Monitoring Your Gas
When KUR started building habitat scrubbers about 10 years ago, we used a prototype CO2 monitor for a rebreather to help decide how fast to run the scrubber motor. The monitor, which used infrared absorption spectrometry to measure CO2, was power-hungry and would exhaust all of its battery capacity in a few hours if left on continuously, so we would only switch it on intermittently. To pass the time while it was warming up, we would attempt to guess what the reading would be, and after a few iterations we became surprisingly good at estimating the CO2 level subjectively by how ‘stuffy’ the habitat atmosphere felt. Switching on a habitat scrubber fan feels pleasantly like someone opening a window, but the insidious accumulation of CO2 when the scrubber is off is much harder to notice. As an aside, I believe there is some potential for research into whether divers can be trained to recognize increasing levels of inhaled carbon dioxide from scrubber breakthrough. Handheld CO2 meters are available, and we are currently evaluating some of these for use in our habitats. Many are not suitable for the environment or will not give accurate readings in the presence of 100% humidity.
Oxygen measurement is simple, as in any rebreather, and can easily be combined with the scrubber assembly so that the sensors sample the gas being circulated by the fan.
Ensuring Diver Safety
The limited space in most habitats often precludes the use of the divers’ main scuba system, in which case this must be removed when entering the habitat. When leaving for the surface (or a shallower habitat) this must either be redonned or a separate (often simple open-circuit) scuba used. These transitions present some hazards, especially if there is no solid floor beneath the air space with the potential for critical items to be dropped out of reach. A support diver is very valuable to assist a mission diver with entering and exiting the habitat and retrieving any items that are inadvertently released.
As mentioned above, the positive buoyancy of a habitat can easily exceed 1000 kg (10kN) so all anchors, ropes, and connectors such as carabiners and maillon rapides should be appropriately rated for the application. The consequences of a habitat breaking loose in an uncontrolled ascent could be very severe and even fatal.
One concern, especially if the habitat atmosphere has a significantly elevated PO2, is fire safety. With the bottom of the container open to the water, its atmosphere necessarily has 100% humidity, which has been shown experimentally to dramatically inhibit flame spread due to the latent heat of evaporation of water. While practical experience has been reassuring so far, the relative balance of fire-promoting conditions and humidity within a habitat has not yet been scientifically studied, so I would advise great caution with any potential ignition source, especially electrical switches, brushed motors (potential arcing), and dive lights (overheating).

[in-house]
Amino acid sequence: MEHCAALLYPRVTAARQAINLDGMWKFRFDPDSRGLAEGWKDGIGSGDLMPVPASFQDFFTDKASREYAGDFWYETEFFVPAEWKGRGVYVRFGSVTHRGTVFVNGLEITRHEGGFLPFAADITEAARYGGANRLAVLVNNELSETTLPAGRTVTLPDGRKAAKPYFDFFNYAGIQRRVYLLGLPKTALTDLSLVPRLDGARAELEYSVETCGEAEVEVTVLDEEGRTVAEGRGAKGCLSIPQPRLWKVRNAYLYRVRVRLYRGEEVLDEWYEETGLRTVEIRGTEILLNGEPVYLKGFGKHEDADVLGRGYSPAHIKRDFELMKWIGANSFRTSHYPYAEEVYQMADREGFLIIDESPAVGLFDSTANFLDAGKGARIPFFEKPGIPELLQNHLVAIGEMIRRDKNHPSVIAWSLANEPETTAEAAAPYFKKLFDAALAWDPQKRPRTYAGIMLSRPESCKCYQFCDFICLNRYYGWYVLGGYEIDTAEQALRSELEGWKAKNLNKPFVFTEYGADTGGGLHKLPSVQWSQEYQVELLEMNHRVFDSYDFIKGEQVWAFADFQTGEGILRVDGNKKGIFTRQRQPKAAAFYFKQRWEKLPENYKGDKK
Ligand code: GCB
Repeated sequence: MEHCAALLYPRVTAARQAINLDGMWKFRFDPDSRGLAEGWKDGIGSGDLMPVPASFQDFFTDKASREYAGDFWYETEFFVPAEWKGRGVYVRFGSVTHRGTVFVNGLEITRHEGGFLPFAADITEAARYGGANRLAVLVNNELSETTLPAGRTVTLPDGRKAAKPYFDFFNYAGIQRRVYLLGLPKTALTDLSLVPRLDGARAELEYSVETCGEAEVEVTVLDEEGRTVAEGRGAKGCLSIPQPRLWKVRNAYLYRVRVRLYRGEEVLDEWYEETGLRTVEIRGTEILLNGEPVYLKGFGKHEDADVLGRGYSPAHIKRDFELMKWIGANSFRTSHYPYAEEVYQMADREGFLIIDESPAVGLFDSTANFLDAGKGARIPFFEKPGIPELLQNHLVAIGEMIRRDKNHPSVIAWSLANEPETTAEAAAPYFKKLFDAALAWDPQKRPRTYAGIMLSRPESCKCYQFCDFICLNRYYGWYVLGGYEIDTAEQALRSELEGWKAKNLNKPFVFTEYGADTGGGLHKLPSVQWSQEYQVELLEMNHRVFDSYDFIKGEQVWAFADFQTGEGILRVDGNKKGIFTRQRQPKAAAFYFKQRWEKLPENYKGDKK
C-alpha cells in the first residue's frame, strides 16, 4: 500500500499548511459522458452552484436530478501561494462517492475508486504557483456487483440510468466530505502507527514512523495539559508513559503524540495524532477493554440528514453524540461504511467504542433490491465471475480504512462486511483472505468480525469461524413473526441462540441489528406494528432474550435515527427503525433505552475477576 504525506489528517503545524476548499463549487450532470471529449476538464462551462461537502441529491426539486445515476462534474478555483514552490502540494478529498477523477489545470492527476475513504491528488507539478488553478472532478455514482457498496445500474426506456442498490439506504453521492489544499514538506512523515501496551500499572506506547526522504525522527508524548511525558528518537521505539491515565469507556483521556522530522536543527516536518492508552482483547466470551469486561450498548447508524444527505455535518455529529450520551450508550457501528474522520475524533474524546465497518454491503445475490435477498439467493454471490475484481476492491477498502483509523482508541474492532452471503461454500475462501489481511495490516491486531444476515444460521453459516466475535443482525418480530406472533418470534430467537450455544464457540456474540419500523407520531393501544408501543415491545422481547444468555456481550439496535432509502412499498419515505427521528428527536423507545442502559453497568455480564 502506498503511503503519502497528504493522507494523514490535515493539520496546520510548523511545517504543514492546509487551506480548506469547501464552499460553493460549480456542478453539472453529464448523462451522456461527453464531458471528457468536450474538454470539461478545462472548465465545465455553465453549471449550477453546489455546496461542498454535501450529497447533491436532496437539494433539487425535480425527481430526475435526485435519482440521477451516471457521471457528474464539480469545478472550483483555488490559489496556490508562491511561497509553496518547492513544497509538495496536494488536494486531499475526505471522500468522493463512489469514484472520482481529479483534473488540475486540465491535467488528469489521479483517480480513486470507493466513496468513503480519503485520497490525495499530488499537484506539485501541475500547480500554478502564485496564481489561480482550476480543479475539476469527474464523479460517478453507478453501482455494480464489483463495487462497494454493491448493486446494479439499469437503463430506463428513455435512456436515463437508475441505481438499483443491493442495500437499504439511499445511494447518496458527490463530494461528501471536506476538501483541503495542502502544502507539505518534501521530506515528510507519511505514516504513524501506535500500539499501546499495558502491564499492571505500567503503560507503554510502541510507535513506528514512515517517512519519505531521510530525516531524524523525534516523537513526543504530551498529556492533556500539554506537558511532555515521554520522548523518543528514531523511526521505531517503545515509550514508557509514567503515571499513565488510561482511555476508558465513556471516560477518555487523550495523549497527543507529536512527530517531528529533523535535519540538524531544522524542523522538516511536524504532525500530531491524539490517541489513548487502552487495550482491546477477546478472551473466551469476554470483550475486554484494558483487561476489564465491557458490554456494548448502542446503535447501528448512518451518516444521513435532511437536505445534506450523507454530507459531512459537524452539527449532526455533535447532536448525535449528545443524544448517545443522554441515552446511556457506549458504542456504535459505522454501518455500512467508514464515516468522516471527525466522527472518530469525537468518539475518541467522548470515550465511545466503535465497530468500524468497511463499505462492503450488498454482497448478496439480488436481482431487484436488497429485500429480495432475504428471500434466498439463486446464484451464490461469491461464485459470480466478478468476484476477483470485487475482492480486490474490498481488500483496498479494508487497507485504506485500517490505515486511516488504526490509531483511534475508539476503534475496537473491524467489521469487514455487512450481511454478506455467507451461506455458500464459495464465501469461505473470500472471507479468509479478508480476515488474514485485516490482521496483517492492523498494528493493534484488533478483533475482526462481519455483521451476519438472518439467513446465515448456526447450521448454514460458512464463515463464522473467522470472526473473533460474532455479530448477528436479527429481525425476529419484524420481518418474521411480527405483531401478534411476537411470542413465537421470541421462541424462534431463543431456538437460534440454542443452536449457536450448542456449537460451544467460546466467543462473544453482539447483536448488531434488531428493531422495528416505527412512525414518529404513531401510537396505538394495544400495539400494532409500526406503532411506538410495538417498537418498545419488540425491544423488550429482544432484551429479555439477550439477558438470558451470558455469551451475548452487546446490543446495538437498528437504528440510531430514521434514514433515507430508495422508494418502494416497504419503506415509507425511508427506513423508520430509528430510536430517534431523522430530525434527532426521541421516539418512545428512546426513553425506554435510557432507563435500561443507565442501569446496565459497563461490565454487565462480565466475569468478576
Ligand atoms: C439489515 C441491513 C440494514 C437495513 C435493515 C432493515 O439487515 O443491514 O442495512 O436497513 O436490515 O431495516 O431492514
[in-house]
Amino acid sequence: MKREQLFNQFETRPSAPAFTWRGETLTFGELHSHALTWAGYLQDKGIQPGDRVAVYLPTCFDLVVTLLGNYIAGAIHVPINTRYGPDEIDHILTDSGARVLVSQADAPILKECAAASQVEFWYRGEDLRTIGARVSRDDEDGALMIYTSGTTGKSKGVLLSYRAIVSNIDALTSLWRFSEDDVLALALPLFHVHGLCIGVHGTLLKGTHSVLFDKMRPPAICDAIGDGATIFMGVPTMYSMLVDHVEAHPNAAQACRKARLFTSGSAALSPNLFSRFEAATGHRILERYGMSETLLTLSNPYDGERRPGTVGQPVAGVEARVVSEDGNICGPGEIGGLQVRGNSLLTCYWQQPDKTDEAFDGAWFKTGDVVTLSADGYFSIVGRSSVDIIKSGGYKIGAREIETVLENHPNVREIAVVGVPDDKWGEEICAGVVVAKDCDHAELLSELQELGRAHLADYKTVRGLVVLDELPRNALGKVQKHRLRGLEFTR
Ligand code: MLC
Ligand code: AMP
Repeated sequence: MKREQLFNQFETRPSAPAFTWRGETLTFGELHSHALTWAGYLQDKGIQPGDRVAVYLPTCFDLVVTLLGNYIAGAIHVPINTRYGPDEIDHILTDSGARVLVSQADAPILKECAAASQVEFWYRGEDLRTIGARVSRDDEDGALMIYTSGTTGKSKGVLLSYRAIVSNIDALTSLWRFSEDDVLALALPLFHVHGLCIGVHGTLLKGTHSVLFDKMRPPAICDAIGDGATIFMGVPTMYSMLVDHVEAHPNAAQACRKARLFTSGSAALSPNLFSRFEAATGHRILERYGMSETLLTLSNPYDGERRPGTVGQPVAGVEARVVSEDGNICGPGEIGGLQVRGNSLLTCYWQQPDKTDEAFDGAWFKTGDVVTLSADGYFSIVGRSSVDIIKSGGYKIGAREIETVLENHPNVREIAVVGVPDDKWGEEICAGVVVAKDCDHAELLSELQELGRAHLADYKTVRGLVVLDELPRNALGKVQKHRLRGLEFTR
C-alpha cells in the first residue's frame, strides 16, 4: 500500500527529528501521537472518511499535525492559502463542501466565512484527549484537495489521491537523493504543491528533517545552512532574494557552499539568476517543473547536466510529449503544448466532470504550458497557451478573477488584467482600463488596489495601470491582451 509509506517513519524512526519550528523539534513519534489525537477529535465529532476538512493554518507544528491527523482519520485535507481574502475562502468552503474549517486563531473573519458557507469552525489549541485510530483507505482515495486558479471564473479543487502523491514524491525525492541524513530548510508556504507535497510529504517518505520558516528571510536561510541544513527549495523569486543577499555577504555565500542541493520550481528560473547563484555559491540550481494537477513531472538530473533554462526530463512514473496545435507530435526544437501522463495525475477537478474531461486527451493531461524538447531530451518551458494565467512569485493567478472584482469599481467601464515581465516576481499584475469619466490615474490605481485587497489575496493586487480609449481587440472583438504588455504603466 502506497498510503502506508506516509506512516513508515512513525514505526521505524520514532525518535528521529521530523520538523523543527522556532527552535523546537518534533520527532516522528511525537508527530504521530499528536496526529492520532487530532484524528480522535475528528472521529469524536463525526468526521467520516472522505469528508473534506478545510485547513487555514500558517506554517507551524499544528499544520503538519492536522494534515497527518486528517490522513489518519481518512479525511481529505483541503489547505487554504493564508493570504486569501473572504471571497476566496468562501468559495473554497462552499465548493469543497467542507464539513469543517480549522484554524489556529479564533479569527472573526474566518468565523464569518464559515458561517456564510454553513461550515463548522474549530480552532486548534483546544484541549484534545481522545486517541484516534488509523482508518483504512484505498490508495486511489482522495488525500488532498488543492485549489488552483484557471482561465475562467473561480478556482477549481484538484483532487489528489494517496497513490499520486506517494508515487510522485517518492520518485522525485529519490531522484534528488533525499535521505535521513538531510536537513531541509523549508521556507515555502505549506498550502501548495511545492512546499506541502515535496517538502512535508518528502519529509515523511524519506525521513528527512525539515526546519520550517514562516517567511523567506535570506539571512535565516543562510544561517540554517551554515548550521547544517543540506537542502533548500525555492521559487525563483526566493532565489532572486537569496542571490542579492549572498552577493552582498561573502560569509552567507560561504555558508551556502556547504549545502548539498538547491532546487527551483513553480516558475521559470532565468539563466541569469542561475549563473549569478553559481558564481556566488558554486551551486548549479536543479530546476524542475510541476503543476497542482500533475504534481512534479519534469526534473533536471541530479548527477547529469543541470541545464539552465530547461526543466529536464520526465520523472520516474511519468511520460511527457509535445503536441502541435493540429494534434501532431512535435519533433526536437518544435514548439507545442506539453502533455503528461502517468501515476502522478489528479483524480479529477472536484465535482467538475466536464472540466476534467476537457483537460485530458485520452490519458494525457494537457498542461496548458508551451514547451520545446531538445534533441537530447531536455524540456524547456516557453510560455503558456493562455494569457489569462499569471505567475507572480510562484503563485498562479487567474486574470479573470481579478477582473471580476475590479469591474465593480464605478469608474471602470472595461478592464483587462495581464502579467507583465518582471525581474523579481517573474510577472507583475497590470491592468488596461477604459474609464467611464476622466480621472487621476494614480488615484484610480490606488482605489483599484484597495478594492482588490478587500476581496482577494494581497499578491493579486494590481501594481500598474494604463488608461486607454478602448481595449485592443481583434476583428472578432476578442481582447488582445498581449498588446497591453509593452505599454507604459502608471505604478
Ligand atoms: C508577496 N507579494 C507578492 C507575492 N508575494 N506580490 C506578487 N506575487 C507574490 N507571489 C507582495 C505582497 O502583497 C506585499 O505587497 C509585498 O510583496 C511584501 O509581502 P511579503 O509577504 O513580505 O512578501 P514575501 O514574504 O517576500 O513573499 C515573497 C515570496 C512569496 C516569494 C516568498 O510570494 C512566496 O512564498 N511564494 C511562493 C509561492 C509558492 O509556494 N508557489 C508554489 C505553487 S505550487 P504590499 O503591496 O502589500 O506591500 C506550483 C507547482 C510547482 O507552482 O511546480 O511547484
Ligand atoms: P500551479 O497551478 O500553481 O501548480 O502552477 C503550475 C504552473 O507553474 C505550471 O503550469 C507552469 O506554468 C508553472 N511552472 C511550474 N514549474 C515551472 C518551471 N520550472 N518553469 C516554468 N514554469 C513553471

The Wakulla 1987 project, pioneering in so many ways, introduced the use of habitat to surface communications with two phone lines, one of which was able to be used for long-distance calls, although the pushbutton phone used for the latter became unreliable after a time because of moisture ingress affecting the pushbuttons. Our group, like some others, has adopted single-wire earth-return telephones (also known as Michiephones) for communication with the surface. These are simple, robust, and require only a single wire to be installed to the habitat, although we sometimes use two-conductor military field phone wire with the conductors paralleled for redundancy. You can see them being used in this Alachua “habichat” video.
We have also used the combination of an LTE modem, power-over-ethernet switch, rugged ethernet cable, and a wi-fi access point in a pressure-proof housing to provide internet access within a habitat close to the entrance. While attractive, this option is not suitable for long-term installation and the effort of setting it up for each dive makes our dive teams generally prefer the single wire phone option. Other systems, such as two-wire intercoms for offices or door entry have also been used successfully. All these devices need to be able to function at elevated atmospheric pressure with 100% humidity.